Cherries

Cherries are small soft round stone fruit which are red or black when ripe.
Cherries originated from the area around the Caucasus mountains in Eastern Europe. The Romans are believed to have discovered sweet cherries in about 70 BC. They were introduced to Britain in the first century AD. Although the fruit has been popular for desserts and culinary purpose, cherries were also used in the 15th and 16th centuries for their medicinal properties.

Cherries in your garden

The cherry is a popular backyard tree grown for fruit and shade. Cherry trees produce the first fresh fruit of the season, followed by the other kinds of tree fruit. Winter injury can occur when winter temperatures fall below –10°F (-24°C). Trunk bark splitting or sun scald injury to tree trunks are common if trees have a southwest exposure (Southwest Injury), hardy to Zone 5. Sweet cherries usually bloom in late April. At this time of year the crop may be damaged by late spring frost. Sour cherries are hardier than sweet cherries, with Montmorency being as hardy as apple trees. Hardy to Zone 4.

Varieties
Sweet Cherries, Early :
Bing : Excellent fruit quality. Susceptible to rain splitting. Winter tender and spring frost tender. Yields are not high, with high cull rates. Not self-fertile.

Celeste :Matures 5-7 days before Van. Fruit is dark red, medium firmness with good size. Tree is semi-compact.

Christalina :Ripens 5 days before Van. An extremely attractive dark red cherry. Fruit size is moderate to large. Tolerant to rain splitting. Not self-fertile.

Sandra Rose :Self-fertile. Matures 3 days after Van. Large, dark red fruit, shiny and split resistant. Tree is productive. Fruit is moderately firm with good flavor. Split resistant.

Santina : Early black cherry maturing 8 days before Van. Fruit is firm with a bright lustre. Tree is self fertile.

Sonnett :Ripens 2 days after Van. Fruit skin is red and flesh is pale pink and soft. Fruit is very large and very sweet. The tree is a light cropper.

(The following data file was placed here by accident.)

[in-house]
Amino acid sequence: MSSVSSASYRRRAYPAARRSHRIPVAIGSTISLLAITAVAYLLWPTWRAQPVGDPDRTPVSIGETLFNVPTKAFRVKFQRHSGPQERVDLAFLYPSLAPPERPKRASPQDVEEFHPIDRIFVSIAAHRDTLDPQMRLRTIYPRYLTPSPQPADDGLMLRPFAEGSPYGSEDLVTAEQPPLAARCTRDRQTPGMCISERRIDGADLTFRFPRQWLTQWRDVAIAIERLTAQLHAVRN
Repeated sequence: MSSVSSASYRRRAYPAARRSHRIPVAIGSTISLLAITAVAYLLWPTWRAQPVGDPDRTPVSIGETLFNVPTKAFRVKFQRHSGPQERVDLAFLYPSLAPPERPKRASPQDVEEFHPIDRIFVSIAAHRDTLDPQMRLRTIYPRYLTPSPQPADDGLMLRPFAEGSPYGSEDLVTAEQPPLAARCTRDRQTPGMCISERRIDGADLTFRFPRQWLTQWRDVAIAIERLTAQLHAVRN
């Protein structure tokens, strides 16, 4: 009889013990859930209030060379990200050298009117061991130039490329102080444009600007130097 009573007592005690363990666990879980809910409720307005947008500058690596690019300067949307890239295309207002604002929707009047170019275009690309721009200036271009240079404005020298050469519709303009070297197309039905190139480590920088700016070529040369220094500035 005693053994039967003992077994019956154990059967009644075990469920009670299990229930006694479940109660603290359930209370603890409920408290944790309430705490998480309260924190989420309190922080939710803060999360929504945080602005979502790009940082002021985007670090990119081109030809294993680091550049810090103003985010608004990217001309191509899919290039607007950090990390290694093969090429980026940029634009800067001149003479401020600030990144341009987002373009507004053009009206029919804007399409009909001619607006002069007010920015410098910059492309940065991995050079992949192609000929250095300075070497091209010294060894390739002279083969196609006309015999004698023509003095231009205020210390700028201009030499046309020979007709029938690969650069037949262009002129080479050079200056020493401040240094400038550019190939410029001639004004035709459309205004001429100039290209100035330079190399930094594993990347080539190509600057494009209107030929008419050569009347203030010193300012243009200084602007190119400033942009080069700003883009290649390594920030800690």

Samba :Tree is not self fertile. Fruit is dark red and matures 2 days after Van. Fruit is large, firm, and moderately sweet.
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Soil and Fertilizer
Soils in the Southern Interior are chronically low in organic matter and nitrogen. Minor elements such as: magnesium, boron, and zinc may be low as well. If good weed control is practiced, no fertilizer should be required for the first two or three years. When the tree starts to crop apply one ounce (28 grams) of a complete fertilizer such as 12-16-12 (which also contains minor elements) per square yard (0.8 sq.m) in the fall. Nutrients can be applied as foliar sprays in early summer. Organic growers should use approved sources of organic nutrients. Mature cherry trees should have 12″-14″ of new growth (30-35 cm) every year.
Choosing & Storing
When you bring your cherries home, refrigerate them immediately. Cherries can be kept fresh in the refrigerator for several days. Avoid placing cherries in the sun or warm areas, they soften quickly. When selecting cherries, look for firm, plump, shiny cherries with green stems and avoid cherries that are soft or have brown spots. Keep cherries refrigerated until you are ready to eat them. Don’t wash cherries until you are ready to enjoy them. Rinse them well under running water and let them drain in a colander